It is horrible to lose consciousness for some other medical reason and to have the ambulance's EMTs look at your scarred arms and immediately assume: "JUNKIE"-- and to start the Narcan flowing...(which is a drug used in emergencies to give to people who have overdosed on Barbiturate medications...It makes them so sick that it pulls them out of unconsciousness. And then for them to say to you , “see you got sick, that proves we are right. “ All it proved was that I had a pump in my abdomen dispensing Dilaudid...or that I'd taken my prescribed pain meds that morning.) This has twice happened to me thus far. And when you hear the venom in the voices of ambulance drivers and you see and hear the disgust expressed by health care professionals at the very first knowledge that you take pain medication....the sense of injustice I feel is beyond all description.

My pain doctor has told me over and over..(and he has not been the first one) : that I must take my pain meds as prescribed 24/7...and that yes, I will become medically dependent on them. But no, there is nothing wrong with this. It is just like a diabetic needing insulin. No different. NO more shame than that. Well, tell that to every ER doctor I've ever encountered. These men feel that it is their God-assigned duty to singlehandedly rid the world of the scourge of addicts and users and this, in their view, includes every patient who suffers with chronic pain. If you have the misfortune of being admitted to a psychiatric hospital, you can be sure that all of your pain meds will be removed or lowered to such a ridiculous low, that your physical suffering will far outweigh your mental anguish. My pain doctor said to me, “That's why you have me. To tell these people that you have a legitimate need and that you are suffering.” Well, sweet man....you are NOT available in every hospital I have or will land in. And at the very first indication that I'm “medically dependent” on pain meds, you can be sure that it will be every staff person's personal calling to break me of my “habit.”

The stigma is huge.

The disgust is real.

Is there a drug problem? YES.

But are pain meds a legitimate medication? YES.

Are they legitimately necessary for some people? --as much as I HATE to admit this and as much as this answer galls me to be among this category of people: YES.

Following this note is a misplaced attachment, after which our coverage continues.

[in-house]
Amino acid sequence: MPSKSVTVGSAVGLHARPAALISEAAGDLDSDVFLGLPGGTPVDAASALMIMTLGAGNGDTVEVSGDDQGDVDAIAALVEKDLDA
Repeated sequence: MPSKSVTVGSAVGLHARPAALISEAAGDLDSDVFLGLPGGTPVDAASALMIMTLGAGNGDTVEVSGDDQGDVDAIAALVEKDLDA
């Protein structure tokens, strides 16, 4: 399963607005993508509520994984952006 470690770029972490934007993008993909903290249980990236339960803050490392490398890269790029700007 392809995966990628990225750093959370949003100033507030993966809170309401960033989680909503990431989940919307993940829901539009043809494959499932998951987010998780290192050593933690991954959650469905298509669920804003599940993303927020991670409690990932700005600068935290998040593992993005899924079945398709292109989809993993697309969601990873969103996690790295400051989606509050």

I've fought for the past 25 years against taking pain meds. Yes,I've taken them, because without them, I would not have survived the agony I am in. But I've taken them sporadically. And I've avoided dependence...until my hospitalization last month for my third hip surgery. And when I got home, I discovered, to my horror, that without them, I suffered from withdrawal. And if it were as simple as denying myself the meds (as some of these doctors seem to think it is) ...then I certainly would. But that will not make the pain go away. It will not bring my blood pressure down from 145/90. (It is driven up there when pain is intense...which is most of the time).

This is a huge quandary: One which every pain patient should be prepared to face. I don' t know what the answer is. Maybe it's getting your pain/related health records in microfilm and wearing them around your neck on a chain. So no matter where you are ; you 'll have PROOF. I wear a med alert bracelet that is similar to this...it hold a USB which can be plugged into the computer and a list of your doctors and your medicines and your conditions are all documented. That is somewhat of a solution..I wish I could also put my MRI on there. So it could be viewed by the docs themselves, when the ambulance drivers unload me from the rig and wheel me into the ER they will know what they are dealing with and talking about ...and the ER docs won't be forced to rely on stigma and prejudice to guide them as they treat me.

I don't have the answer. But an end to ignorance and some education for some of the medical professionals including nurses, would be a huge boon. And for those who are hurting to have a voice. I would also advise those who are new in their walk of pain, to learn to anticipate such reactions and to try to find ways to circumvent them. Having a medical ID bracelet such as the one I described with the USB in it, through which your doctors can be contacted, is helpful. Finding a good and a sympathetic pain management doctor is critical. Also do not rule out non traditional means of help. I've found a good massage can often be more helpful than a pain pill. And you may find that acupuncture or hypnosis may take the edge off also. Don't give up the fight. Don't quit your search. And never give up hope.